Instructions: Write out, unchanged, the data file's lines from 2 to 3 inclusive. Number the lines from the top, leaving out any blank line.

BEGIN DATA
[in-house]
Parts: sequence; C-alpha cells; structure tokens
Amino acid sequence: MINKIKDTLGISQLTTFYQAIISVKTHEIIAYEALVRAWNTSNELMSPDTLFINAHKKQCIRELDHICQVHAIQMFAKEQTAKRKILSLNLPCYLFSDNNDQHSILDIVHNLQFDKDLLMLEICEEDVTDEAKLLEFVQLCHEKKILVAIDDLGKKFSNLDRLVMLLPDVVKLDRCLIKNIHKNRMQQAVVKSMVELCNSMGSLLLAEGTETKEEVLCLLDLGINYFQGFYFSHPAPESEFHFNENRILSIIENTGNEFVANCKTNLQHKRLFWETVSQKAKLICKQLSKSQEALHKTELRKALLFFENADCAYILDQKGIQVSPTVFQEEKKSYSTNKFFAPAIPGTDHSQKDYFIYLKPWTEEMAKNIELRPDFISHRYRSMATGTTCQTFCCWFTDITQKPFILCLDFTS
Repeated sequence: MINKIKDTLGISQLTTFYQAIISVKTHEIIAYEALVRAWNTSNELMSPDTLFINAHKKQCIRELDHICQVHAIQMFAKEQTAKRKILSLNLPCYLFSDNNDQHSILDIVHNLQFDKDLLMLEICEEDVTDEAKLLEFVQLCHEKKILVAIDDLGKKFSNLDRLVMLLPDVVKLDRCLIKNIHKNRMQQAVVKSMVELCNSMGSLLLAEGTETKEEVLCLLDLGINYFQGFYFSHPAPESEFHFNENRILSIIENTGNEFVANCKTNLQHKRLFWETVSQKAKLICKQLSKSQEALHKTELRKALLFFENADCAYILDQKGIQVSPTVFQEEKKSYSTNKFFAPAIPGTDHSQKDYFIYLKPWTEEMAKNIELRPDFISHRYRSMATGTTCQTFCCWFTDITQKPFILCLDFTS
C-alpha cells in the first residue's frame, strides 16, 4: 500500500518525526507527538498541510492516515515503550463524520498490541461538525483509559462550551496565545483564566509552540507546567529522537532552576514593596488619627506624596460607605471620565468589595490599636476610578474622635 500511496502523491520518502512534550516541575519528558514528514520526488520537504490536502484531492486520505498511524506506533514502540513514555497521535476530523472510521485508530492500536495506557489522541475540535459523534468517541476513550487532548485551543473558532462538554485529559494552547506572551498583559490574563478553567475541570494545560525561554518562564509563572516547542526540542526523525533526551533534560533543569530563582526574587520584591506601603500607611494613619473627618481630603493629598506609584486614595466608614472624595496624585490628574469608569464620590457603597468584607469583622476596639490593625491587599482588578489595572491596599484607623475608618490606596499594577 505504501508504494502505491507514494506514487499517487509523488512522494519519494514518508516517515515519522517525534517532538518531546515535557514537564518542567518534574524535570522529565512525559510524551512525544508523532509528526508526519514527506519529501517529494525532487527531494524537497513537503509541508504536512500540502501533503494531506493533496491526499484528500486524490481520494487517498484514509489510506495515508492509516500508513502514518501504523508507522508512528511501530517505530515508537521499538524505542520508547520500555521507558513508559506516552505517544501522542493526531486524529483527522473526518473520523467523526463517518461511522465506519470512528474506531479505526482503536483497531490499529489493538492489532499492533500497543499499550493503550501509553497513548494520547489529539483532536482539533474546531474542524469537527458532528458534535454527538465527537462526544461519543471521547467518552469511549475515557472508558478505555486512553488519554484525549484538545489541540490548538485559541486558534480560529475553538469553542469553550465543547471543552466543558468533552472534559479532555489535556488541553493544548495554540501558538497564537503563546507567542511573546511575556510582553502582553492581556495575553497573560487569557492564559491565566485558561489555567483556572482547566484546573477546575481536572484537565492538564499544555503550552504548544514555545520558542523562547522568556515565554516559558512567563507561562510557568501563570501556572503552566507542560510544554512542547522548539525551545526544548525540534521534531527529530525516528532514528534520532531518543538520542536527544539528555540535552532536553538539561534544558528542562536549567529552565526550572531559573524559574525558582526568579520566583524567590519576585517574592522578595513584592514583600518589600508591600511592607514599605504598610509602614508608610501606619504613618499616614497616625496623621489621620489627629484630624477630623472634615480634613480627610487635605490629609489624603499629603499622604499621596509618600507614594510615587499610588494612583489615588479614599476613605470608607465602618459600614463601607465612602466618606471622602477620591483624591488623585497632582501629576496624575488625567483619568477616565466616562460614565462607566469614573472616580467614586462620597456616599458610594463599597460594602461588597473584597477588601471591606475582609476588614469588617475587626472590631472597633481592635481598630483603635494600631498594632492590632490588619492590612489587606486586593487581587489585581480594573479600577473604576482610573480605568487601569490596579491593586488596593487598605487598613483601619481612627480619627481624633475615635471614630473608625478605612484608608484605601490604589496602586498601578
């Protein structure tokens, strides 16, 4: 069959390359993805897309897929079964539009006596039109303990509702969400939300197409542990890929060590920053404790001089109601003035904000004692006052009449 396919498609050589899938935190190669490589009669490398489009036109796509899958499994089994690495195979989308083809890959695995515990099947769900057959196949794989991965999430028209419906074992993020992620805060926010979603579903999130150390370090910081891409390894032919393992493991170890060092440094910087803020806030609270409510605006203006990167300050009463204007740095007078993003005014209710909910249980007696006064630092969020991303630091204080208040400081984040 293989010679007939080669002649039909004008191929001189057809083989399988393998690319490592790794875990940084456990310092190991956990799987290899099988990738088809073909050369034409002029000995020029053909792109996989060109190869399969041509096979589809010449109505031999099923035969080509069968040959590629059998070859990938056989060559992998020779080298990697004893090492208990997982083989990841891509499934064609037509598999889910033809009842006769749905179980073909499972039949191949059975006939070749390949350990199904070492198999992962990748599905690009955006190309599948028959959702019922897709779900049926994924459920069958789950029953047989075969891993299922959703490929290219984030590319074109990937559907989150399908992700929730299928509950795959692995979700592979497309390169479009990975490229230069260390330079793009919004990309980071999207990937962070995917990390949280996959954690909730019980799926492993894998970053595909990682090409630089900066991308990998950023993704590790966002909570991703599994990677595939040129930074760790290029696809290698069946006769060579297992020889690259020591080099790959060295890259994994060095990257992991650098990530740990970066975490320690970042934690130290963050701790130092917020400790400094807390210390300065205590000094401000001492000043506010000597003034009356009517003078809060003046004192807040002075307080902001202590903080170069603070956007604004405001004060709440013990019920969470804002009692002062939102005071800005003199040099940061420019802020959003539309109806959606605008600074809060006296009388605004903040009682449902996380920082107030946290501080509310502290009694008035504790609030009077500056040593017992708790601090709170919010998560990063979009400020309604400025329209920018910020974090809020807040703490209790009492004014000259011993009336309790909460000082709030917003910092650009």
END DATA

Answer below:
Parts: sequence; C-alpha cells; structure tokens
Amino acid sequence: MINKIKDTLGISQLTTFYQAIISVKTHEIIAYEALVRAWNTSNELMSPDTLFINAHKKQCIRELDHICQVHAIQMFAKEQTAKRKILSLNLPCYLFSDNNDQHSILDIVHNLQFDKDLLMLEICEEDVTDEAKLLEFVQLCHEKKILVAIDDLGKKFSNLDRLVMLLPDVVKLDRCLIKNIHKNRMQQAVVKSMVELCNSMGSLLLAEGTETKEEVLCLLDLGINYFQGFYFSHPAPESEFHFNENRILSIIENTGNEFVANCKTNLQHKRLFWETVSQKAKLICKQLSKSQEALHKTELRKALLFFENADCAYILDQKGIQVSPTVFQEEKKSYSTNKFFAPAIPGTDHSQKDYFIYLKPWTEEMAKNIELRPDFISHRYRSMATGTTCQTFCCWFTDITQKPFILCLDFTS